This chapter shows different strategies to configure the memoy pool. This way it is very easy to extend the memory pool with different strategies.

malloc/free

This strategy is simply to use the default memory management, using malloc and free.

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template <typename T> class mempool_malloc
{
    public:
        void init() {}

        void * allocate()
        {
            return ::malloc(sizeof(T));
        }

        void deallocate(void * p)
        {
            ::free(p);
        }
};

There is nothing to initialize (may be different in certain embedded operating systems). The allocation and deallocation is done by calling malloc and free.

The template parameter simply takes the type of data to be managed.

A thing to note: using this strategy the memory pool is not really a pool anymore. Also the memory is limited by what has the operating system to offer.

Simple Array

A simple array to handle memory is not a very good idea in practice, but it helps to show different types of strategies and for performance comparsions later on.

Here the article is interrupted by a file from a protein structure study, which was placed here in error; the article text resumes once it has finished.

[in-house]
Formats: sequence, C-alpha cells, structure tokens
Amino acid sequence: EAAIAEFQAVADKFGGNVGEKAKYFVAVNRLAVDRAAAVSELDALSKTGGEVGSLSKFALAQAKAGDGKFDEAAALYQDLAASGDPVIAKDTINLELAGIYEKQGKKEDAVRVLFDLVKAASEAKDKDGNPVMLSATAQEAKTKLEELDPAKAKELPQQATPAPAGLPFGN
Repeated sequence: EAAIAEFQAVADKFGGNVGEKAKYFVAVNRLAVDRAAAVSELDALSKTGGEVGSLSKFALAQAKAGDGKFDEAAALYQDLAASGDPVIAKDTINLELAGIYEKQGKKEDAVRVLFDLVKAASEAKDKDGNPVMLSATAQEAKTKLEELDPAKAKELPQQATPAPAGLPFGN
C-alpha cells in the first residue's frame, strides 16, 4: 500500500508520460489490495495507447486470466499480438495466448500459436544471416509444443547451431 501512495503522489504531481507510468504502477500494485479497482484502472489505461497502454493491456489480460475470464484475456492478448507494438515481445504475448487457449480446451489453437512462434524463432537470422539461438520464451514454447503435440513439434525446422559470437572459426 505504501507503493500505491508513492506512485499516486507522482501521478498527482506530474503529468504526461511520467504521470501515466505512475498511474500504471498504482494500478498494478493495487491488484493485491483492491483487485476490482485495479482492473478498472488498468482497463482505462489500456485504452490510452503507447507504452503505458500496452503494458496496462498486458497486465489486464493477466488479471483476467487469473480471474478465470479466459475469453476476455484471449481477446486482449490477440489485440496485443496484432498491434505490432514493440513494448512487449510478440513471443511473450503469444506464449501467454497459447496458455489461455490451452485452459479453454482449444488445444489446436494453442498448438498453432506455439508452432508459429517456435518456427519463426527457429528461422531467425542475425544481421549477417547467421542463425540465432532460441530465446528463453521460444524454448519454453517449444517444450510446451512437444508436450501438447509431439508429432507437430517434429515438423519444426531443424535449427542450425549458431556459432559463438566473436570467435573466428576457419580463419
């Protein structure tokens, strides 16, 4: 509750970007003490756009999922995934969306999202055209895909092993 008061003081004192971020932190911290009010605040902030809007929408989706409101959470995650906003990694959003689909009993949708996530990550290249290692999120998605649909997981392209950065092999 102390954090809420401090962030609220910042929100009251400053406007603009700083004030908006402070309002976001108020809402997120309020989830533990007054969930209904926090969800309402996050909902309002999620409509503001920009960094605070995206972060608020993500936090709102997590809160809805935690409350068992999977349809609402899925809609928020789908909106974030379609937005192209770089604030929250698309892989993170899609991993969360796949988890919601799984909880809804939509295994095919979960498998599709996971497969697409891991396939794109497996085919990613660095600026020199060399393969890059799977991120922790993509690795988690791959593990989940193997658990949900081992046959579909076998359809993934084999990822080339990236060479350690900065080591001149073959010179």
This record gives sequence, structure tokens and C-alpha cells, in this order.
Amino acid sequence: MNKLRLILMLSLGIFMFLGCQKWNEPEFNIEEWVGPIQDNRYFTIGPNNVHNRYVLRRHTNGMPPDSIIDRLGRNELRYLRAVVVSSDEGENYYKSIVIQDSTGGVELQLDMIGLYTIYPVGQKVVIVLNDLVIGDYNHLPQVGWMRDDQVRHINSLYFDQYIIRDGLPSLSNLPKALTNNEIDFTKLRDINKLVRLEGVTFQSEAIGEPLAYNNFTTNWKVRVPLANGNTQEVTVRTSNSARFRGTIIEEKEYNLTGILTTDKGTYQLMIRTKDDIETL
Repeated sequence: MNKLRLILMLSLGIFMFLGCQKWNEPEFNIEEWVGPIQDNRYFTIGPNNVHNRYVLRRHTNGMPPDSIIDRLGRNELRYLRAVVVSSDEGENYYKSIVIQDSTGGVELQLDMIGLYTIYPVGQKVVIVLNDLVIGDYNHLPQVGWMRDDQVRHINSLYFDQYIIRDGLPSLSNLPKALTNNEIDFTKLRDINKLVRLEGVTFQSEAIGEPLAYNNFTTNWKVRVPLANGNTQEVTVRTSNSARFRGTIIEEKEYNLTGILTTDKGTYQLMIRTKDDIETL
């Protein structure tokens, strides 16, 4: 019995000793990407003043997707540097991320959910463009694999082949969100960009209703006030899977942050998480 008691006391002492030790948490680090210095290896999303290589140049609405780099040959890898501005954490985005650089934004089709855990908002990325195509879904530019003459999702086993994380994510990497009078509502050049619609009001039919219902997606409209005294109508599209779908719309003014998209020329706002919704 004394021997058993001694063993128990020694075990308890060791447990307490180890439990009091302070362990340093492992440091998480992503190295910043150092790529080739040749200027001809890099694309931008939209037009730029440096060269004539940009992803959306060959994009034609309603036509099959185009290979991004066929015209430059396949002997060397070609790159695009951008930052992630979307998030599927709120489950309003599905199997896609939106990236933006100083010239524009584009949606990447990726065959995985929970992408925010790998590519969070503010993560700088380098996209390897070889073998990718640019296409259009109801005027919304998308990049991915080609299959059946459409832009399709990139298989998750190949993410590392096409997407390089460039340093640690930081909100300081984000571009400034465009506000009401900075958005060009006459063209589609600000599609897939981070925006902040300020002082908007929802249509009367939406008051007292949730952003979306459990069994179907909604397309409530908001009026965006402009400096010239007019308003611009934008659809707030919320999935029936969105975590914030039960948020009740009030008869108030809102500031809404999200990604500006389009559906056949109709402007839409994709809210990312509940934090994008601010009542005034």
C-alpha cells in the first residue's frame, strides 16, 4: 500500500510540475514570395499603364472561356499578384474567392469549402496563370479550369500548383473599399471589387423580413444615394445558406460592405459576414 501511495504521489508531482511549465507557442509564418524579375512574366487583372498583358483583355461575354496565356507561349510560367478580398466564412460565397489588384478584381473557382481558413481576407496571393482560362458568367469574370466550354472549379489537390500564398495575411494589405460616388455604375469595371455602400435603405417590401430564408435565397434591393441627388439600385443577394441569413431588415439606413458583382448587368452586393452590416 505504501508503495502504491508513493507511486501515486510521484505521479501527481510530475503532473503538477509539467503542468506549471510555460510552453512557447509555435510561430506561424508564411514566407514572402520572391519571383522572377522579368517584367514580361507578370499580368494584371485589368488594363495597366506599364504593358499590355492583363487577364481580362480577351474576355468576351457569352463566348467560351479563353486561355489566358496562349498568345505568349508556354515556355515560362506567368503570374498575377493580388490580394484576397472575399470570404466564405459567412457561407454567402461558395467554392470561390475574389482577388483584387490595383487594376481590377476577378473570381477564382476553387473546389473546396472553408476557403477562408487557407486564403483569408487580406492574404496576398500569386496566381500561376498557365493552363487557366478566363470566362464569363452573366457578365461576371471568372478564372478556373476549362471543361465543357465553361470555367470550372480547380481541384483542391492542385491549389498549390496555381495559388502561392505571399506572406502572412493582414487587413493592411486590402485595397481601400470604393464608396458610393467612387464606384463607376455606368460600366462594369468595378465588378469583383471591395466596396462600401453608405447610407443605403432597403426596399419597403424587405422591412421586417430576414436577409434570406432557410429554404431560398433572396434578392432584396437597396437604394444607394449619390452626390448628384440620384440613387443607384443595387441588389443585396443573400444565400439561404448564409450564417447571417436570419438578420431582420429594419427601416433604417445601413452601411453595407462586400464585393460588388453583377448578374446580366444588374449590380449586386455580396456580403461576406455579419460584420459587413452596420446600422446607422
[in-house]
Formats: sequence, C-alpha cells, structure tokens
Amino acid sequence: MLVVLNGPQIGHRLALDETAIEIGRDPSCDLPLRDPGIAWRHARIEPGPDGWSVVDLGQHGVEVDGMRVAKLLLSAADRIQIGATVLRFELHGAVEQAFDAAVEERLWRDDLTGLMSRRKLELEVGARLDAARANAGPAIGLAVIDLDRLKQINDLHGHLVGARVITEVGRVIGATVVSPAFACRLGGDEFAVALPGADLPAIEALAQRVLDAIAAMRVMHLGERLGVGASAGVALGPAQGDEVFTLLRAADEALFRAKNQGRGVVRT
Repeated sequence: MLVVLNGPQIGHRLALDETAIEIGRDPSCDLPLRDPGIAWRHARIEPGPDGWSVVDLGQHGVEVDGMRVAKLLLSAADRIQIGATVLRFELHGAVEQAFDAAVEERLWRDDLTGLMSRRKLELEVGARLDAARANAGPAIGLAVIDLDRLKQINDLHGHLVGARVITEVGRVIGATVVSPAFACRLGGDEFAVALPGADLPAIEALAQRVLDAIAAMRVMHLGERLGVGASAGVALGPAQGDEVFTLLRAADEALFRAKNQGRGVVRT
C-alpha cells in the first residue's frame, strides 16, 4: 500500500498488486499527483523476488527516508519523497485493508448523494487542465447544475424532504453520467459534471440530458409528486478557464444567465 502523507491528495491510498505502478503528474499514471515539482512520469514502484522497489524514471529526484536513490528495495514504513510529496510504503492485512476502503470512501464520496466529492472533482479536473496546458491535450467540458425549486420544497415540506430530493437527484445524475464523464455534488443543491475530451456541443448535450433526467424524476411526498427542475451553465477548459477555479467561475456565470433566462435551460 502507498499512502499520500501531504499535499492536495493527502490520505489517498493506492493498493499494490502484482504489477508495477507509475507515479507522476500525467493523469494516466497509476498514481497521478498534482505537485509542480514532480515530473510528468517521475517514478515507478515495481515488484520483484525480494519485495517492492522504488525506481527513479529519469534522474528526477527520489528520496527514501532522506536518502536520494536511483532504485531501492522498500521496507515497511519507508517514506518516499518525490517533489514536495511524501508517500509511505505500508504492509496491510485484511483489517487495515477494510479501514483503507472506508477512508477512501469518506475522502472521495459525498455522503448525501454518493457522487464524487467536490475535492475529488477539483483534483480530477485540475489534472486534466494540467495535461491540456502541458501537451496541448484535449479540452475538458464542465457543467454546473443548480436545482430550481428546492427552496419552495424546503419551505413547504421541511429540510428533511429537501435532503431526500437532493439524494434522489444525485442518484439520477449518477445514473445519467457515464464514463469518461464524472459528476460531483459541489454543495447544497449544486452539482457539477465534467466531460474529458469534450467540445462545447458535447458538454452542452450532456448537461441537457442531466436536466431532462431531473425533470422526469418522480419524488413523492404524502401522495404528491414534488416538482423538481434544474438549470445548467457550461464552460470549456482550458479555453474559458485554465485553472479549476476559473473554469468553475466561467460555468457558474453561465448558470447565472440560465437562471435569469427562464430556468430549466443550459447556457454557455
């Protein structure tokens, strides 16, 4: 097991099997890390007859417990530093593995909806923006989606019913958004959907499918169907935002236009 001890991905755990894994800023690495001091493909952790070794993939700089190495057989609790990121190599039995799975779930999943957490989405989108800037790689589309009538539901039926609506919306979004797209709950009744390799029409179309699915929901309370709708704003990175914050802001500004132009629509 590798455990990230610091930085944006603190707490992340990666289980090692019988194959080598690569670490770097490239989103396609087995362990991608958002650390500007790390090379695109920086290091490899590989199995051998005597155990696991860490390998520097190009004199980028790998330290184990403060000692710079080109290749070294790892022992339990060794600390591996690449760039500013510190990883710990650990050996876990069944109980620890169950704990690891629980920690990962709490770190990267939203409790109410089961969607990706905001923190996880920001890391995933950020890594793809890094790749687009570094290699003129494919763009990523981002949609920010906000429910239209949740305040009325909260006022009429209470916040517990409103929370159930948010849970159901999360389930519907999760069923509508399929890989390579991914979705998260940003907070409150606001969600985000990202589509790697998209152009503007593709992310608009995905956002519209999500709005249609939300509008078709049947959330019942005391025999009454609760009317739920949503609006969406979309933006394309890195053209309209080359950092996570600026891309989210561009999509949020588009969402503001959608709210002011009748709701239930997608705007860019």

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template <typename T, unsigned int N> class mempool_linear
{
    private:
        typedef unsigned int size_type; // convinience
    private:
        uint8_t buf[sizeof(T)*N]; // the memory, the objects are stored here
        bool state[N]; // true if the memory chunk is occupied, false if it is free
    public:
        void init()
        {
            // initially all memory chunks are free
            for (size_type i = 0; i < N; ++i) state[i] = false;
        }

        void * allocate()
        {
            // search linearily through the array to find an unused
            // memory chunk, take it and mark it occupied
            for (size_type i = 0; i < N; ++i)
                if (!state[i]) {
                    state[i] = true;
                    return &buf[sizeof(T)*i];
                }

            // no free memory chunks could be found
            throw std::bad_alloc();
        }

        void deallocate(void * p)
        {
            // search all memory chunks to find the one to be freed,
            // then mark it as not occupied.